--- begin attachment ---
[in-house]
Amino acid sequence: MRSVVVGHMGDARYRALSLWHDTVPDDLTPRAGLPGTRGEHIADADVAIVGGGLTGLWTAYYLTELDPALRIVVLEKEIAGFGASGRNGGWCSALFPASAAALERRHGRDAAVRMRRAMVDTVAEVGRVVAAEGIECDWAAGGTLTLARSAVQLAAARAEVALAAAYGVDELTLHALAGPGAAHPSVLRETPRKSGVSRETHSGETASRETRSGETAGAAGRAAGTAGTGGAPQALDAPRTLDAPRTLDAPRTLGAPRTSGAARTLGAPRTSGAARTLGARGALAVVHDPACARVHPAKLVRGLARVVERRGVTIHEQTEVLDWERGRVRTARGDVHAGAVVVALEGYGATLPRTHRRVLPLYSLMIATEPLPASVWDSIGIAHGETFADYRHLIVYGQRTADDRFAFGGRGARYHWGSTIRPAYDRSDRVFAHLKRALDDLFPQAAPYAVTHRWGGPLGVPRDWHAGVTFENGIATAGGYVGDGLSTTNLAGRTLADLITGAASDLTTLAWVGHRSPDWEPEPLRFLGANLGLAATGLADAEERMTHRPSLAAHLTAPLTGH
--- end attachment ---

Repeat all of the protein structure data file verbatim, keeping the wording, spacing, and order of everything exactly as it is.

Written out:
[in-house]
Amino acid sequence: MRSVVVGHMGDARYRALSLWHDTVPDDLTPRAGLPGTRGEHIADADVAIVGGGLTGLWTAYYLTELDPALRIVVLEKEIAGFGASGRNGGWCSALFPASAAALERRHGRDAAVRMRRAMVDTVAEVGRVVAAEGIECDWAAGGTLTLARSAVQLAAARAEVALAAAYGVDELTLHALAGPGAAHPSVLRETPRKSGVSRETHSGETASRETRSGETAGAAGRAAGTAGTGGAPQALDAPRTLDAPRTLDAPRTLGAPRTSGAARTLGAPRTSGAARTLGARGALAVVHDPACARVHPAKLVRGLARVVERRGVTIHEQTEVLDWERGRVRTARGDVHAGAVVVALEGYGATLPRTHRRVLPLYSLMIATEPLPASVWDSIGIAHGETFADYRHLIVYGQRTADDRFAFGGRGARYHWGSTIRPAYDRSDRVFAHLKRALDDLFPQAAPYAVTHRWGGPLGVPRDWHAGVTFENGIATAGGYVGDGLSTTNLAGRTLADLITGAASDLTTLAWVGHRSPDWEPEPLRFLGANLGLAATGLADAEERMTHRPSLAAHLTAPLTGH